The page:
The period of Lent is drawing to a close, and both the local Christians and thousands of pilgrims who have come to the Holy City are getting ready to celebrate Holy Week and its culmination on Easter Sunday – the most important time of the Christian liturgical year.
There is nothing like experiencing Holy Week in Jerusalem. Celebrating the greatest events of salvation history and of Jesus’ life at the very sites where they occurred is a moving and unforgettable experience of faith for all believers.
Holy Week officially begins with the celebration of Jesus’ entrance into Jerusalem on Palm Sunday (April 1), with morning Mass at 8 a.m. at the Church of the Holy Sepulchre and the traditional palm procession in the afternoon. Then, at 2:30 p.m., thousands of Christians from around the world will joyfully march from Bethphage, praying and singing in all languages, down the western slope of the Mount of Olives across the Kidron valley and into the Old City.
On Holy Thursday, the Mass of the Lord’s Supper will be celebrated at the Holy Sepulchre at 8 a.m. by the Latin Patriarch of Jerusalem, and in the afternoon (3:30 p.m.), the Franciscans will make their traditional peregrination to the Cenacle (the Upper Room) on Mount Zion. In the evening, beginning at 9 p.m., pilgrims and local Christians alike will watch with Christ during a meditative Holy Hour in the Garden of Gethsemane, followed by a candlelight procession to the church of St. Peter in Gallicantu, traditionally known as the place where Jesus spent the night after his arrest.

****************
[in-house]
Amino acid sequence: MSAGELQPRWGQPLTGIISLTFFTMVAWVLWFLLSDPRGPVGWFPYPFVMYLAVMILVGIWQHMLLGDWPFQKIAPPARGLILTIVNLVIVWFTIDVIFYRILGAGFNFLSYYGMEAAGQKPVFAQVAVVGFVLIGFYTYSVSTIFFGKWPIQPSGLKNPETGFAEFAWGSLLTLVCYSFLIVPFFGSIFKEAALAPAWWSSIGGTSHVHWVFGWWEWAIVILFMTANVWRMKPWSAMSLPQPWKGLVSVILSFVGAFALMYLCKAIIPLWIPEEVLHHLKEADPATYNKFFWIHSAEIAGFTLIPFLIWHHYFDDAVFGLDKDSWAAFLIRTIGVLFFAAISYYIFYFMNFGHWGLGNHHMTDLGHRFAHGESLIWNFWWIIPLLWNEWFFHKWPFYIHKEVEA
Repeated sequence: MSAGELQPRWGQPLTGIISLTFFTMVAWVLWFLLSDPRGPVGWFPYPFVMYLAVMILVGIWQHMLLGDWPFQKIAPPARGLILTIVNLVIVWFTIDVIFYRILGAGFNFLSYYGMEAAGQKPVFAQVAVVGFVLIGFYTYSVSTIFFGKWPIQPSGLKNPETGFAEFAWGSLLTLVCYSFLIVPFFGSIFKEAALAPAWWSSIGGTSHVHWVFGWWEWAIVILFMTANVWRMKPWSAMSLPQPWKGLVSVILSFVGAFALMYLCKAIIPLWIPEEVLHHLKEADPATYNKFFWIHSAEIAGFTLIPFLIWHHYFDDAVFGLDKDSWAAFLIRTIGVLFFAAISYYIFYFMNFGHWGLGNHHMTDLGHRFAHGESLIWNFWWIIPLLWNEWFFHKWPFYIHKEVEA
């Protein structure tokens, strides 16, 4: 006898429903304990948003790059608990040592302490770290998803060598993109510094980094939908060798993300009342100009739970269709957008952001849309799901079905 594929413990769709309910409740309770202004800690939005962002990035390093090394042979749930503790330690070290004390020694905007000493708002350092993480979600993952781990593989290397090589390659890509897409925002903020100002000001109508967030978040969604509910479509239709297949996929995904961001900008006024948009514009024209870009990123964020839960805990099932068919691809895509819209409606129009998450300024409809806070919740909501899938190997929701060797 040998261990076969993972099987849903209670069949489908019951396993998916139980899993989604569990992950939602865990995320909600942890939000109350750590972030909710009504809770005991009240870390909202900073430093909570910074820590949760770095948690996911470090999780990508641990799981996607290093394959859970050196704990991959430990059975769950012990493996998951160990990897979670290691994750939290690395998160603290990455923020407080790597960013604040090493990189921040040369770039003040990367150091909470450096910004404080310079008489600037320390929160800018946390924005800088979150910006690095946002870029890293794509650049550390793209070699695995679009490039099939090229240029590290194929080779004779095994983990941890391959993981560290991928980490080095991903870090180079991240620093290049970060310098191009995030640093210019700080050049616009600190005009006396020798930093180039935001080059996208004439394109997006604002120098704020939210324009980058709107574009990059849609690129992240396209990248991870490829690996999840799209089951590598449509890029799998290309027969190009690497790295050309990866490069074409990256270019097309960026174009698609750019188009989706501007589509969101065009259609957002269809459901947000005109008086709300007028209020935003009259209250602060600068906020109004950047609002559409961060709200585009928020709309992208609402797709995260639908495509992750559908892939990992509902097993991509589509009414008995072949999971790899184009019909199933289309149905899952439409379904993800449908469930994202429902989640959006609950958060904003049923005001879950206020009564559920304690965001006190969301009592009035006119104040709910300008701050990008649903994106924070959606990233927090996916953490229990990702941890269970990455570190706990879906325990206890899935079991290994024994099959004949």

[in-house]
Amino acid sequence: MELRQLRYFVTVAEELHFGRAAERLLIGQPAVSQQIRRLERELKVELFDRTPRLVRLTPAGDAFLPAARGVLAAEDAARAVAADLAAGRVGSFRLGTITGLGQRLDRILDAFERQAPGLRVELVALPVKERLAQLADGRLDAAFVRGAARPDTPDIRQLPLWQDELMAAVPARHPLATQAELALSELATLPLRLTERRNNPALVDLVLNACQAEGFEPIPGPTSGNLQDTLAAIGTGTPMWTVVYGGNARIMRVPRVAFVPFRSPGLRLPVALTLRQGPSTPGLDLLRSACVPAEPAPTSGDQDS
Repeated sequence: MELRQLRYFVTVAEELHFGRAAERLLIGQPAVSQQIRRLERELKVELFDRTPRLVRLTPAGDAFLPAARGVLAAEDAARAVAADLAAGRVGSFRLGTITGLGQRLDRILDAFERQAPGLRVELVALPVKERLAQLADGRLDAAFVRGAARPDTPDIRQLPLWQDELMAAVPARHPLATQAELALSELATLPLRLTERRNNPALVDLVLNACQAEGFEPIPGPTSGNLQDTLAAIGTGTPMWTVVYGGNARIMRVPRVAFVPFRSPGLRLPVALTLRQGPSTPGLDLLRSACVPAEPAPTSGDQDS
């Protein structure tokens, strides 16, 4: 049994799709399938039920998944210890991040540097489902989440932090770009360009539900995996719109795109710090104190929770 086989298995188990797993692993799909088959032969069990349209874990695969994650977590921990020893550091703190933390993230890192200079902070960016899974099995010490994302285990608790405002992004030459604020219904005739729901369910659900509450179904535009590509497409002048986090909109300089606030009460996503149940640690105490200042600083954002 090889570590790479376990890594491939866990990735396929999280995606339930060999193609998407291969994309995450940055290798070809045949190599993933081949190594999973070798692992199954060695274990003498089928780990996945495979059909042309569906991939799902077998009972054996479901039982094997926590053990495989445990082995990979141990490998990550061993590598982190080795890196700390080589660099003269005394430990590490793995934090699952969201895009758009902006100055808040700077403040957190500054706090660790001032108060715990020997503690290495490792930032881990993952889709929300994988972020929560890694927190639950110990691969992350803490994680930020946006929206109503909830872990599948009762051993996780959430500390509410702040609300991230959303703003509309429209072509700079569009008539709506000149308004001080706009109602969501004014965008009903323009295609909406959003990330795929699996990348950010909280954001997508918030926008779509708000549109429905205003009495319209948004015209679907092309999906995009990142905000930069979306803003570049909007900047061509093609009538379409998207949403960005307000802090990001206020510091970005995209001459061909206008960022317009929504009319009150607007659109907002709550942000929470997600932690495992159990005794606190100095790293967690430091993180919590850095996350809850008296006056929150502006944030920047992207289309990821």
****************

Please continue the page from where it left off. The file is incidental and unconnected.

On Good Friday, at 8 a.m., the Lord’s Passion and crucifixion will be remembered at Calvary, followed by the Stations of the Cross on the Via Dolorosa at 11:30 a.m. led by the Franciscan Custos of the Holy Land. Later, at 8:10 p.m., Christ’s funeral will be celebrated at the Sepulchre, an event unique to the Church of Jerusalem, reenacting the deposition of Christ’s body into the tomb.
The much anticipated great Easter Vigil, the climax of the week, will be held on Saturday morning at 7:30 a.m. in the Basilica of the Resurrection, followed by the solemn entry of the Patriarch at 3:30 p.m. and recitation of vespers at 6 p.m.
On Easter Sunday, Mass will be celebrated at 8 a.m. with a procession around Jesus’ tomb, and then the daily procession will take place at 5 p.m.
Finally, on Easter Monday, the encounter between Jesus and the two disciples on the road to Emmaus will be commemorated with the celebration of Mass at the Holy Sepulchre at 8 a.m., and also by the Custos in Emmaus at 10 a.m.